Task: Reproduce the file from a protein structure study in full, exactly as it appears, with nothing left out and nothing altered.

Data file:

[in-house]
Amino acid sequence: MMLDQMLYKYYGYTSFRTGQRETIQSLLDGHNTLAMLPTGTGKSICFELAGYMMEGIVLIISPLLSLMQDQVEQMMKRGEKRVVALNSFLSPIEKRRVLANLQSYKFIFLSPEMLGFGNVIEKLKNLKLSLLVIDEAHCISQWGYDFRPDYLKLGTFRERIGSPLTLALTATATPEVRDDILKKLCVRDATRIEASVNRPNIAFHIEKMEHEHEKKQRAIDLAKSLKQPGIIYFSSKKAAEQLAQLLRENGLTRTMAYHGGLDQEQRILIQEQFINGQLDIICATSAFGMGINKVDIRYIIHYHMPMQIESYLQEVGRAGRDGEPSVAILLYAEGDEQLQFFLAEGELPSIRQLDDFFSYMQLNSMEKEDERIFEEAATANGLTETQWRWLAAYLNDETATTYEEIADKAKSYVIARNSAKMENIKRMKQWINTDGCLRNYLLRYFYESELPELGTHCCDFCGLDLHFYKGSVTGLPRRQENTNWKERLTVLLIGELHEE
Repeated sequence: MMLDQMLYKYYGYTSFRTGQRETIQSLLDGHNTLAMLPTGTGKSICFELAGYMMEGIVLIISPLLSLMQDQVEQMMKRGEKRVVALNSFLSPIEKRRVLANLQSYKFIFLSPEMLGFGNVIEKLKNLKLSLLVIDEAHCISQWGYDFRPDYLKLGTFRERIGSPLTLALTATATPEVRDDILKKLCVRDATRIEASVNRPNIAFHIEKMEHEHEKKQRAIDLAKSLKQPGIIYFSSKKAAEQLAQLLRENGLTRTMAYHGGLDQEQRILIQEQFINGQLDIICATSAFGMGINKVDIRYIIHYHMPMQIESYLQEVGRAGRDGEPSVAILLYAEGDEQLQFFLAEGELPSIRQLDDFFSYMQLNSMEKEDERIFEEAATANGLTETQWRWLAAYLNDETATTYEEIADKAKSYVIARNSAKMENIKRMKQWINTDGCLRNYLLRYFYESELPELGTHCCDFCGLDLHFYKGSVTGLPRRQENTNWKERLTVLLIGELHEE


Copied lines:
[in-house]
Amino acid sequence: MMLDQMLYKYYGYTSFRTGQRETIQSLLDGHNTLAMLPTGTGKSICFELAGYMMEGIVLIISPLLSLMQDQVEQMMKRGEKRVVALNSFLSPIEKRRVLANLQSYKFIFLSPEMLGFGNVIEKLKNLKLSLLVIDEAHCISQWGYDFRPDYLKLGTFRERIGSPLTLALTATATPEVRDDILKKLCVRDATRIEASVNRPNIAFHIEKMEHEHEKKQRAIDLAKSLKQPGIIYFSSKKAAEQLAQLLRENGLTRTMAYHGGLDQEQRILIQEQFINGQLDIICATSAFGMGINKVDIRYIIHYHMPMQIESYLQEVGRAGRDGEPSVAILLYAEGDEQLQFFLAEGELPSIRQLDDFFSYMQLNSMEKEDERIFEEAATANGLTETQWRWLAAYLNDETATTYEEIADKAKSYVIARNSAKMENIKRMKQWINTDGCLRNYLLRYFYESELPELGTHCCDFCGLDLHFYKGSVTGLPRRQENTNWKERLTVLLIGELHEE
Repeated sequence: MMLDQMLYKYYGYTSFRTGQRETIQSLLDGHNTLAMLPTGTGKSICFELAGYMMEGIVLIISPLLSLMQDQVEQMMKRGEKRVVALNSFLSPIEKRRVLANLQSYKFIFLSPEMLGFGNVIEKLKNLKLSLLVIDEAHCISQWGYDFRPDYLKLGTFRERIGSPLTLALTATATPEVRDDILKKLCVRDATRIEASVNRPNIAFHIEKMEHEHEKKQRAIDLAKSLKQPGIIYFSSKKAAEQLAQLLRENGLTRTMAYHGGLDQEQRILIQEQFINGQLDIICATSAFGMGINKVDIRYIIHYHMPMQIESYLQEVGRAGRDGEPSVAILLYAEGDEQLQFFLAEGELPSIRQLDDFFSYMQLNSMEKEDERIFEEAATANGLTETQWRWLAAYLNDETATTYEEIADKAKSYVIARNSAKMENIKRMKQWINTDGCLRNYLLRYFYESELPELGTHCCDFCGLDLHFYKGSVTGLPRRQENTNWKERLTVLLIGELHEE